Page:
This Native American botanical played a very important part in the European settlement of the Americas. Goldenseal is an extremely bitter tasting plant which contributes to its medicinal appeal. Indigo Herbs have two Goldenseal products, Goldenseal Tincture and Goldenseal Powder, that which are some of the very best 100% pure Hydrastis canadensis products on the market.
The history of Golden Seal as an herbal ingredient starts with the European settlement of the Americas. Even though it is almost certain that certain tribes of Native American Indians used this plant for centuries, there are no records of its use before the Europeans started to incorporate the plant into their own medical concoctions. When Europeans first started settling in America they favoured medicines from Europe that were known and trusted. Of course, these medicines were scarce and in short supply necessitating the need for other herbs to be used in their place.
Being weary of the Native American herbal remedies, Goldenseal did not become a major part of early American herbalism until the middle to late 18th century. It was not until 1798 that Goldenseal appeared in American herbal literature with the most notable work being that of Benjamin Smith Barton in his notes toward the ‘Materia Medica of the United States’. From the period of 1830 to 1955 Goldenseal was an official drug plant and today it is one of the most sought and used alternative remedies within the United States.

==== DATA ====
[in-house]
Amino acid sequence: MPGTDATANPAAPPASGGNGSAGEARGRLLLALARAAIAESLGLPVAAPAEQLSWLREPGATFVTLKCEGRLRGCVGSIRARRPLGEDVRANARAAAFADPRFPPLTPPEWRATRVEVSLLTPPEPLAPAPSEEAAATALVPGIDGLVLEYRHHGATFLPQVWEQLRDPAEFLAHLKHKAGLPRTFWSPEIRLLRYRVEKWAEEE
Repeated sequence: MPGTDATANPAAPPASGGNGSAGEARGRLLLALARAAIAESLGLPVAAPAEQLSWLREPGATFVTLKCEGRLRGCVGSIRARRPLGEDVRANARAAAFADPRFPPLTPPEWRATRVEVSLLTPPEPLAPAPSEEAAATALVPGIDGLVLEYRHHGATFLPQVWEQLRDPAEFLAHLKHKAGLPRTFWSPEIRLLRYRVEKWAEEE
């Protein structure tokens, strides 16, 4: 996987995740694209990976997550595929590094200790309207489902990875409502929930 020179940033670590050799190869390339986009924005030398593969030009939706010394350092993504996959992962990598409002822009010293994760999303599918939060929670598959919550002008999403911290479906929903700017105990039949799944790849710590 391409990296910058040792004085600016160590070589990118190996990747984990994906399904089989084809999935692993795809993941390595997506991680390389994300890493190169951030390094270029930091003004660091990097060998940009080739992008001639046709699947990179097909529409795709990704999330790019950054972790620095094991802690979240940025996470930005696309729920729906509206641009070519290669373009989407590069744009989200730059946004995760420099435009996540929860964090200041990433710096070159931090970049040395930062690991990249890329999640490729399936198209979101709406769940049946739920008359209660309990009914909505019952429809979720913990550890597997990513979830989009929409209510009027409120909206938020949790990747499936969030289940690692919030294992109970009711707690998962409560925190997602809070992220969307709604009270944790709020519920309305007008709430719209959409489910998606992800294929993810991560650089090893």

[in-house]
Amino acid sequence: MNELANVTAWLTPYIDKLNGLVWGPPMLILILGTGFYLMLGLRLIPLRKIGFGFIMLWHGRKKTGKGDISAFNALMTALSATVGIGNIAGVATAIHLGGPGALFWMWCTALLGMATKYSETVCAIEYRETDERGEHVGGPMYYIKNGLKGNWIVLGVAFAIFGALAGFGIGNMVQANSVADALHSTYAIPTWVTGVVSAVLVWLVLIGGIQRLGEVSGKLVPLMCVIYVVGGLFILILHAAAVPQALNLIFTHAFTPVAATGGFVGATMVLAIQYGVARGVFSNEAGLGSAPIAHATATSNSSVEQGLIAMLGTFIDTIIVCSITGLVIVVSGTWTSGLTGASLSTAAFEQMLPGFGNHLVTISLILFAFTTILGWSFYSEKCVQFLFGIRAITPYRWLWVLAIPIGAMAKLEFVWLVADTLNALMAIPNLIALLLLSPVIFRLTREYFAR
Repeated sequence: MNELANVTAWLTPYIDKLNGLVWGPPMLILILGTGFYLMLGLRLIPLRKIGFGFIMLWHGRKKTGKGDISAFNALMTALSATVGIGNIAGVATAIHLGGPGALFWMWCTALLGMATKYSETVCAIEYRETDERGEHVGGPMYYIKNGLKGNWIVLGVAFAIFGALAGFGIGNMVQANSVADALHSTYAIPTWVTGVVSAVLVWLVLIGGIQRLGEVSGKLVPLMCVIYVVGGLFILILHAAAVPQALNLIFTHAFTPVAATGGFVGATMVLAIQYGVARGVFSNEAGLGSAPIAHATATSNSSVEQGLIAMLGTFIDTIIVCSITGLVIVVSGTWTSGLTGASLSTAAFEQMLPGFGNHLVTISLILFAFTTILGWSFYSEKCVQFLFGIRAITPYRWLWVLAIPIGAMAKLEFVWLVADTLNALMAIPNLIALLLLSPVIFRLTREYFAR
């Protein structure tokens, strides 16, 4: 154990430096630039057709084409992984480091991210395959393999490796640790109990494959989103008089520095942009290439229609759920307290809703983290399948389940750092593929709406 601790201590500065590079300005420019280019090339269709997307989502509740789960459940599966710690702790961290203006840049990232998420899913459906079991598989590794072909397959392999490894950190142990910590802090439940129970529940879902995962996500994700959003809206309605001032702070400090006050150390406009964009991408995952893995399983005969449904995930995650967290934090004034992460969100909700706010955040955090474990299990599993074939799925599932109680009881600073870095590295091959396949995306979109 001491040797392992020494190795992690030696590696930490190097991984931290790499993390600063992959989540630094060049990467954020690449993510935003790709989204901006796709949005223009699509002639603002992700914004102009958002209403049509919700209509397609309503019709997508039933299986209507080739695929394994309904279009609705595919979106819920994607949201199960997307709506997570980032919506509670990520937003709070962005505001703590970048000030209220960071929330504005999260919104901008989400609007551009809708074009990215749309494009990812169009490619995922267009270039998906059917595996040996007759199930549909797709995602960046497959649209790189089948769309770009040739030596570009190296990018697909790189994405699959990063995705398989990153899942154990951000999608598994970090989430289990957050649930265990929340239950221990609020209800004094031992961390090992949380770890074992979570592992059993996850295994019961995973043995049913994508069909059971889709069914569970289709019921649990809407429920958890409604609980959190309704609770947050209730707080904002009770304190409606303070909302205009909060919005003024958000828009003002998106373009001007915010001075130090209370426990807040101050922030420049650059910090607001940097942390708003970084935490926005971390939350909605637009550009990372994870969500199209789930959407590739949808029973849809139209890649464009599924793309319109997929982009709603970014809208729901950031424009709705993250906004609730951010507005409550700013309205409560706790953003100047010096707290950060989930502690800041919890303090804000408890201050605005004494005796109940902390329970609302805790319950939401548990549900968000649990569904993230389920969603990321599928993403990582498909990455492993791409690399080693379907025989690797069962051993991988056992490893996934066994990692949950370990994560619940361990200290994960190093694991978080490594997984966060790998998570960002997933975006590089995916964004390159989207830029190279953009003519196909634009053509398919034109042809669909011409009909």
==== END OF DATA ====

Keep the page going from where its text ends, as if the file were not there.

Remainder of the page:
Because of its wide use during the 18th and 19th century, Goldenseal was given the status of an endangered species. Wild plants are every rare in America and are protected by law. Most of the Goldenseal products made today come from plantations where plants are monitored and protected. Goldenseal is an herbaceous perennial that can reach a height of 30cm. It is harvested for its roots which are knotted and covered in many tiny rootlets that are golden yellow in colour. The leaves are green and hairy with serrated margins. The top of the stems bears a single white flower which eventually develops into a single red berry which resembles a raspberry.